I’ve been open about my struggles with depression and anxiety (sometimes I feel like that’s all I write about anymore, but I feel like it’s one of the most important things we can talk about and normalize), stemming from PTSD after losing Robert William and soon after, embarking on the IVF/surrogacy journey in our path to parenthood. I was certain that I was doing everything that I needed to do to keep myself healthy and mentally well in the years that followed… truth is, I wasn’t. That much became painfully obvious last year. I’m thankful for that wake-up call, for the chance to properly address the internal struggle that I still face. I’m thankful that God has brought me through everything with strength and determination – and I’m most grateful that he has never given up on me, even in the times when I nearly gave up on myself.
. . . . . . . . .
When I was approached to interview for an article in Lake Norman Woman Magazine for their Pink Pages issue this year, I had to sit down and take a breath. It brought me to a reality that I have been trying so hard to avoid because of the fear and pain it caused. Then, after a few days of thinking about it (constantly), I realized what I promised God and Robert William in December 2011: I will always use my voice to help others. I even had “Brave” tattooed across my wrist to remind me in the scariest of times to stay strong and be brave, no matter what. I certainly haven’t felt very brave… I felt like a coward. I feel like I have been hiding for almost three years between Ayla’s birth and my breast diagnosis and surgeries; I had almost completely given up on “courage” and had succumbed to reclusiveness. In my home, avoiding people, friends, and social media most of the time, I could pretend like nothing ever happened – which is exactly the opposite of the way God wants us to feel. Every step in this process has been hard, tiring, taxing… but worth it. It hasn’t been easy but it has felt right. This was a sign – it’s time to start talking.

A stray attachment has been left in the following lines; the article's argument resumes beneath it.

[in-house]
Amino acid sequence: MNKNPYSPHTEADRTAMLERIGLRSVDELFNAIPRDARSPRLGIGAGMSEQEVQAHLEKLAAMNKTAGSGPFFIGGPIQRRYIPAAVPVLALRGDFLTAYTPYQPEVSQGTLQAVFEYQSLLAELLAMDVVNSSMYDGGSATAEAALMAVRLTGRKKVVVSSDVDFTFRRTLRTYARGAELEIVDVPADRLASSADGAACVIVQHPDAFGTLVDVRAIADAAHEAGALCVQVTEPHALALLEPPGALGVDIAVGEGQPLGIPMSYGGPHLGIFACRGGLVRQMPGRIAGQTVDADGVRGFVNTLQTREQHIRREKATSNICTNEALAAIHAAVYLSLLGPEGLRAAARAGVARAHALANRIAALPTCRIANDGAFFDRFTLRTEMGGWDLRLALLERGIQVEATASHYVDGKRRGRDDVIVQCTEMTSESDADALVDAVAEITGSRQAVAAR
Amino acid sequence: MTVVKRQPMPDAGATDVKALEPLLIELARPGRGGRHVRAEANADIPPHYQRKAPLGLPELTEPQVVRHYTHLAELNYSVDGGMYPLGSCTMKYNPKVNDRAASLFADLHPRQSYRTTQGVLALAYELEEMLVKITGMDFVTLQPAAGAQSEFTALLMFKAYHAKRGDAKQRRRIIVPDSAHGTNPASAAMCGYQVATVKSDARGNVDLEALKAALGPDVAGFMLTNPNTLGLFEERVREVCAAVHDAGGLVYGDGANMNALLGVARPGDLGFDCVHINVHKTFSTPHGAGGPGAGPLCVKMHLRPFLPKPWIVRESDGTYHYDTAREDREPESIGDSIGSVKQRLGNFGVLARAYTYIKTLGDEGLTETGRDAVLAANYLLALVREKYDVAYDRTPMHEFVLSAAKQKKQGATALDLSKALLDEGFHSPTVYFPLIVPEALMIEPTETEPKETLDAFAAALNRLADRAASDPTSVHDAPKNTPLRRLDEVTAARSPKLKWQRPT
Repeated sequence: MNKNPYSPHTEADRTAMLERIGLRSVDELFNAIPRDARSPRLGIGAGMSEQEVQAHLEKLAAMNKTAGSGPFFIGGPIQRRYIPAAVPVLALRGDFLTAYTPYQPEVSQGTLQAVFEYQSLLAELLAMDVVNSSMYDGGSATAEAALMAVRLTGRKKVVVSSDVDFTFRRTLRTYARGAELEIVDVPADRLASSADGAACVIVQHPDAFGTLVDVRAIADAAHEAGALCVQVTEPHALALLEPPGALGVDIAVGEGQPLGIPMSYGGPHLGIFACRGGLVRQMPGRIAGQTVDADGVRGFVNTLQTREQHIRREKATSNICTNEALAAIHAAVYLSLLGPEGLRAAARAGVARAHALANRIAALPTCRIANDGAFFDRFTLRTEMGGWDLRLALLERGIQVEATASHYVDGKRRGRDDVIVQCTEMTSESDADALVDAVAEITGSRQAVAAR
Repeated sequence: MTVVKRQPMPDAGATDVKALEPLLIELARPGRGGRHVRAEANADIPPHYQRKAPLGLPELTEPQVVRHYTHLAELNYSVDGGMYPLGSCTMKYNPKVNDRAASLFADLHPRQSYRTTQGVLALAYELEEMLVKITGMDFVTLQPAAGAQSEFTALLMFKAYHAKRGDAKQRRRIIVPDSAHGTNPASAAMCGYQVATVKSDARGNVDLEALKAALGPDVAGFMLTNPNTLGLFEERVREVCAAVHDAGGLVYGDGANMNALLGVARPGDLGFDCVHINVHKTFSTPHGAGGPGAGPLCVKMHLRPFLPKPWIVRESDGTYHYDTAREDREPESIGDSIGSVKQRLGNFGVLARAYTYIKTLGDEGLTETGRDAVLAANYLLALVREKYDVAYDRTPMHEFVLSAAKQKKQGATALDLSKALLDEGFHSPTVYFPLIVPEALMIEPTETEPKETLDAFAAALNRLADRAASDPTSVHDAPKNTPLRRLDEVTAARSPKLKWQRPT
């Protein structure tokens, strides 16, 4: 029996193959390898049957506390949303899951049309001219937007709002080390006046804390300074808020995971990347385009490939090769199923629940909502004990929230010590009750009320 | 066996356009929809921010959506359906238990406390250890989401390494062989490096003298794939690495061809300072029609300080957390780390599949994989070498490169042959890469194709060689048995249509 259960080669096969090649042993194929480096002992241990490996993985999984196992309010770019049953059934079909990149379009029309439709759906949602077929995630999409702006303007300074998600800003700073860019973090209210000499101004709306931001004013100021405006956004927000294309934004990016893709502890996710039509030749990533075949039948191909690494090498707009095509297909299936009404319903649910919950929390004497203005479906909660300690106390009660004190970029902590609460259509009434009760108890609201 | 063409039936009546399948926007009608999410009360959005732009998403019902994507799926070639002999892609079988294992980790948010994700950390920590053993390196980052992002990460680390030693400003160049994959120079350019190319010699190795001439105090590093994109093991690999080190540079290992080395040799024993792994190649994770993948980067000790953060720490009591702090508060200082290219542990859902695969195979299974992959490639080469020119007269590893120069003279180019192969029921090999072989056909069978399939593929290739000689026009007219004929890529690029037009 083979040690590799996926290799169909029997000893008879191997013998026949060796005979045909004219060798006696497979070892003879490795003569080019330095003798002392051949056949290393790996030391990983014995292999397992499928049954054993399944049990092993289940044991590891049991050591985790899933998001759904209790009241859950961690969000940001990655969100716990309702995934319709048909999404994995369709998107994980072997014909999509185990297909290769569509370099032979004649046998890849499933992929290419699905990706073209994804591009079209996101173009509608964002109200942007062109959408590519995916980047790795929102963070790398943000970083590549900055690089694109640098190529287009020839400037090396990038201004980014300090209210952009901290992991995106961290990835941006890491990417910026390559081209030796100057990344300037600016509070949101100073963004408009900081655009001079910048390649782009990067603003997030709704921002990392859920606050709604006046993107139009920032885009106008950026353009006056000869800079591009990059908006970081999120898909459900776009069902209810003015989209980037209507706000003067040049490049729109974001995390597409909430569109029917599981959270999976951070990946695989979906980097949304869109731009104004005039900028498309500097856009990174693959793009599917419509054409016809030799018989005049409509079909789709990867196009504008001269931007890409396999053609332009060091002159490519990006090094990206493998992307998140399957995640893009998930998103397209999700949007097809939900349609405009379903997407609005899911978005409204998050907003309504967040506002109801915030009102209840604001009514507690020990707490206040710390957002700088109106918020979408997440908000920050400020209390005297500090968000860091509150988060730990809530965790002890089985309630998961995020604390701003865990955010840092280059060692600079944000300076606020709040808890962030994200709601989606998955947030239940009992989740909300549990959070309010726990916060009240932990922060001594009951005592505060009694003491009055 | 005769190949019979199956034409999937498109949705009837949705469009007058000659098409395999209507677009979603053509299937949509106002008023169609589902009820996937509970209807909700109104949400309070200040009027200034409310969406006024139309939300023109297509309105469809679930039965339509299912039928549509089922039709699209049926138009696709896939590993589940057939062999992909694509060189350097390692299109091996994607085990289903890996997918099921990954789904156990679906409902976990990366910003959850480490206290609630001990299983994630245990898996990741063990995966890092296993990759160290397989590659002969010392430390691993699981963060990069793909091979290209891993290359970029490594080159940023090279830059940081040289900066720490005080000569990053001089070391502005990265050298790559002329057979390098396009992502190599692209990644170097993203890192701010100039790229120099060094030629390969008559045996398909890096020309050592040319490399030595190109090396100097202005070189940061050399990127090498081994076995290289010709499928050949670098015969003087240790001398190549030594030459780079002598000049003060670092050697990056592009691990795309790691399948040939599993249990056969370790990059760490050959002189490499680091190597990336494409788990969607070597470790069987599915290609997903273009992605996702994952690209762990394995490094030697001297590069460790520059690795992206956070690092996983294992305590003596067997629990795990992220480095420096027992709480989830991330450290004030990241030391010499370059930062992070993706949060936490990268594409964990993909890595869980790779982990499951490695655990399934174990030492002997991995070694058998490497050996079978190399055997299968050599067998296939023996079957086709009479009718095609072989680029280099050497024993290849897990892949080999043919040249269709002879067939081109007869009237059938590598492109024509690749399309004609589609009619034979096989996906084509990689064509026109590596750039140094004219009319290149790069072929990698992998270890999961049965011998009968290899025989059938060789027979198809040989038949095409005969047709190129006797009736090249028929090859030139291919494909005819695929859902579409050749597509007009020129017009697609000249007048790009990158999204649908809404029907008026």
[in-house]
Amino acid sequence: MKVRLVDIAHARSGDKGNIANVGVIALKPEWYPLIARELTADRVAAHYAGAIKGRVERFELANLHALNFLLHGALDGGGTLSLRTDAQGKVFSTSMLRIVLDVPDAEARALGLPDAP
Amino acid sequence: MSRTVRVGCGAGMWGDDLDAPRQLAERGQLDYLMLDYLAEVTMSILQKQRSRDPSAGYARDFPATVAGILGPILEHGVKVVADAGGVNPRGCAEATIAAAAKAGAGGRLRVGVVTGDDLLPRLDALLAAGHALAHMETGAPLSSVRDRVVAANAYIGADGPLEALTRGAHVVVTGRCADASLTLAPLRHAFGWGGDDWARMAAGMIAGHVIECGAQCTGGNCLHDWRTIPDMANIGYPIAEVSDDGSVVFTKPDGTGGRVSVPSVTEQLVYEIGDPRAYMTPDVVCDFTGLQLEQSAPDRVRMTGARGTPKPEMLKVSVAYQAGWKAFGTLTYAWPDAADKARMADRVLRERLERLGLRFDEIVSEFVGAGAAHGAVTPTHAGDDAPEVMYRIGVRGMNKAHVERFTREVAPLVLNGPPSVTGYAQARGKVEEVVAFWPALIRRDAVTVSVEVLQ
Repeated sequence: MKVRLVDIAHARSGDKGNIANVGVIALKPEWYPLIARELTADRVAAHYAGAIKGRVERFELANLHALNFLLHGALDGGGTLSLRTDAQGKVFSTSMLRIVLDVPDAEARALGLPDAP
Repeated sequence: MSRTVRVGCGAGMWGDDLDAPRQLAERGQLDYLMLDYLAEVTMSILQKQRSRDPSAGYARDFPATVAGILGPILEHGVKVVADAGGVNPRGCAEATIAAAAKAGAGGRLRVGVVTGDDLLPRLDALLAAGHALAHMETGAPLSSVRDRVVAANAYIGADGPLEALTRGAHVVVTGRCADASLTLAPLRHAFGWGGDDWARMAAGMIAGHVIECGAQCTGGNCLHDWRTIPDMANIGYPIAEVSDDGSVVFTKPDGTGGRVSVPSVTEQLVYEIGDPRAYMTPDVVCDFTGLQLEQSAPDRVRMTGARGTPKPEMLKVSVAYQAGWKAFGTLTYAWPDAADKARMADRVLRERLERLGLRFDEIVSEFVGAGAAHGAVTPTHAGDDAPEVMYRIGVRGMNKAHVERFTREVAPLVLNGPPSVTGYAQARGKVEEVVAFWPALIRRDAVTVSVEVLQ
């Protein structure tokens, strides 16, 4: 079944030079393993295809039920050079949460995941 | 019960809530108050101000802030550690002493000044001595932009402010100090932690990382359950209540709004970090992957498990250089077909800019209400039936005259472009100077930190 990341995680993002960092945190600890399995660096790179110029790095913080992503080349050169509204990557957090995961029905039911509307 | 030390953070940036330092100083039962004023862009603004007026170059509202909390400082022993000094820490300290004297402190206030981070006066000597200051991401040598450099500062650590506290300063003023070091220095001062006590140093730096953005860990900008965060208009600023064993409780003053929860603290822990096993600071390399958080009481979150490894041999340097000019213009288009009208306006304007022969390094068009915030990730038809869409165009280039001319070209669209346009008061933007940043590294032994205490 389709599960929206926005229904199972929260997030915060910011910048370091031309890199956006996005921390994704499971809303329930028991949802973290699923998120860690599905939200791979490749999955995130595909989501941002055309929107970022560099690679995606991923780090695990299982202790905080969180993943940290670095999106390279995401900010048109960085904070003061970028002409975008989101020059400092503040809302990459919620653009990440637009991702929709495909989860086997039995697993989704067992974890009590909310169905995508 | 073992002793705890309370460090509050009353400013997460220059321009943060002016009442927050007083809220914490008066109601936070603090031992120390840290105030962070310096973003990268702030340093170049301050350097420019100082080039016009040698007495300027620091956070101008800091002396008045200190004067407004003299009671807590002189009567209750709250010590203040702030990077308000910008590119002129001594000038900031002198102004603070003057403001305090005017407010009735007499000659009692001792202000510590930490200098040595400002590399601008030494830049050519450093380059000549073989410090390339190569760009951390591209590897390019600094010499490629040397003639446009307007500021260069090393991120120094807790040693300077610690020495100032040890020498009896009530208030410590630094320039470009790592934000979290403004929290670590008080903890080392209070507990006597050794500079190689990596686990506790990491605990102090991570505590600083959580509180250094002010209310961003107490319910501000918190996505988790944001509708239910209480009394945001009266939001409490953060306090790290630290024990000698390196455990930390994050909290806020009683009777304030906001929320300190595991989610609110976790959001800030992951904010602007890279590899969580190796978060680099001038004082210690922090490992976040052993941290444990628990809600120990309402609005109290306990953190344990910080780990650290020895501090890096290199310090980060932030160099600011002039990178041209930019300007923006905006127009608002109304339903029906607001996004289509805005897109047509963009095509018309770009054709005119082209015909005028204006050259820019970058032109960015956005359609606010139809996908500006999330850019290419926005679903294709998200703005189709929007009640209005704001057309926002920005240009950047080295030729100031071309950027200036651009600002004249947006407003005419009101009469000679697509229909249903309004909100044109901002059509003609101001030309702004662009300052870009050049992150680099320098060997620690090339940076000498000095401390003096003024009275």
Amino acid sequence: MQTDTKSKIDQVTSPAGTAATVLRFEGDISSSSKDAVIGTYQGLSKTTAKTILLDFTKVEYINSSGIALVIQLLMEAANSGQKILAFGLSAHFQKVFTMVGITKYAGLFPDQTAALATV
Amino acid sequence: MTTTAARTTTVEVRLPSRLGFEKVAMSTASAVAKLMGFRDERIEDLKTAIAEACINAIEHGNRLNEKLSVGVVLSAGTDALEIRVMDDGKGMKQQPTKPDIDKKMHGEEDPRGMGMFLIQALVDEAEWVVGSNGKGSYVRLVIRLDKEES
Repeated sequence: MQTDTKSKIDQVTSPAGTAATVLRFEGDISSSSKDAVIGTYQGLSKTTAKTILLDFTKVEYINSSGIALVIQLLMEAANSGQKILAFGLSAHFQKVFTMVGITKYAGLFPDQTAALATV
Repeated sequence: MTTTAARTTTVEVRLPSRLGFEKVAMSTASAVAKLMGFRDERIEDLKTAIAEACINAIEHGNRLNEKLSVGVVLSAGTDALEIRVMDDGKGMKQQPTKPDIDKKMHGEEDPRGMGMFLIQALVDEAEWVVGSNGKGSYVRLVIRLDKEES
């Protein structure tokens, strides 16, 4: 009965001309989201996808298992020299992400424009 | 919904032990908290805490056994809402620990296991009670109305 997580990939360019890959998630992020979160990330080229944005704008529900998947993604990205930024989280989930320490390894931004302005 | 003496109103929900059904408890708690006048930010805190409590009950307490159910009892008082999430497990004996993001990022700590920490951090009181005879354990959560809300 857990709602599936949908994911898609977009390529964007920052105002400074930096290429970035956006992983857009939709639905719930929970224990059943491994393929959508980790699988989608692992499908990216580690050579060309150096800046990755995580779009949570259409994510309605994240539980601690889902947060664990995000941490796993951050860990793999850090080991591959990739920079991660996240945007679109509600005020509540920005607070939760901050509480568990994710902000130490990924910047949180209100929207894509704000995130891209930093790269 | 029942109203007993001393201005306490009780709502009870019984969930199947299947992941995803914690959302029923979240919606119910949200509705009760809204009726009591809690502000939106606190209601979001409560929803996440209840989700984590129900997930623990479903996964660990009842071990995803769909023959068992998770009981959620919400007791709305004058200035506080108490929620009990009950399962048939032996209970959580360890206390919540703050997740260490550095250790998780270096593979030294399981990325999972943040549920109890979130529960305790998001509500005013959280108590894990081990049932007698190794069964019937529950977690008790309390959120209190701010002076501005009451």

Every day I’m one step closer to the “me” that I want to be. Not the “me” who I once was, she’s gone. I’m learning to be okay with that; to not necessarily mourn the loss of that girl, but to embrace the new woman I’m becoming. God has brought me through so much and I know that I’m here for a reason despite everything I’ve lost and everything I’ve been through – and please know that you, every person reading this right now, are too.
Thank you, Lake Norman Woman Magazine, for asking me to share my story for the Pink Pages issue and hopefully share a message of hope and determination for all women battling breast cancer.
Please reach out to someone for help if you struggle with depression and/or anxiety and feel alone. I promise you there is always hope, always help, and always someone who cares even when you feel like you don’t deserve it.